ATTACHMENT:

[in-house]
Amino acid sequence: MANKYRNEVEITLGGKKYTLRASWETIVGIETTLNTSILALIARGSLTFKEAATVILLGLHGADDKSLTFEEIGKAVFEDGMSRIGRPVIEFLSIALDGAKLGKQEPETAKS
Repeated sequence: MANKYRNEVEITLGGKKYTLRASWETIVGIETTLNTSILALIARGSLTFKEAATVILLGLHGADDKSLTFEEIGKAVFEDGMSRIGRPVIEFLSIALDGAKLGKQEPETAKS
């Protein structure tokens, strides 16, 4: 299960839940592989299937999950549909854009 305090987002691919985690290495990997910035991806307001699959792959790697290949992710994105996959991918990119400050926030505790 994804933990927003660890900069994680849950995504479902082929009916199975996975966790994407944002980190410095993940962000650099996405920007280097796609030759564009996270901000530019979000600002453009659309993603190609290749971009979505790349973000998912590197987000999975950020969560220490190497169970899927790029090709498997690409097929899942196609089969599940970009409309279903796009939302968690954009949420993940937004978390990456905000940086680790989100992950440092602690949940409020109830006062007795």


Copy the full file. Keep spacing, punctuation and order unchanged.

[in-house]
Amino acid sequence: MANKYRNEVEITLGGKKYTLRASWETIVGIETTLNTSILALIARGSLTFKEAATVILLGLHGADDKSLTFEEIGKAVFEDGMSRIGRPVIEFLSIALDGAKLGKQEPETAKS
Repeated sequence: MANKYRNEVEITLGGKKYTLRASWETIVGIETTLNTSILALIARGSLTFKEAATVILLGLHGADDKSLTFEEIGKAVFEDGMSRIGRPVIEFLSIALDGAKLGKQEPETAKS
């Protein structure tokens, strides 16, 4: 299960839940592989299937999950549909854009 305090987002691919985690290495990997910035991806307001699959792959790697290949992710994105996959991918990119400050926030505790 994804933990927003660890900069994680849950995504479902082929009916199975996975966790994407944002980190410095993940962000650099996405920007280097796609030759564009996270901000530019979000600002453009659309993603190609290749971009979505790349973000998912590197987000999975950020969560220490190497169970899927790029090709498997690409097929899942196609089969599940970009409309279903796009939302968690954009949420993940937004978390990456905000940086680790989100992950440092602690949940409020109830006062007795």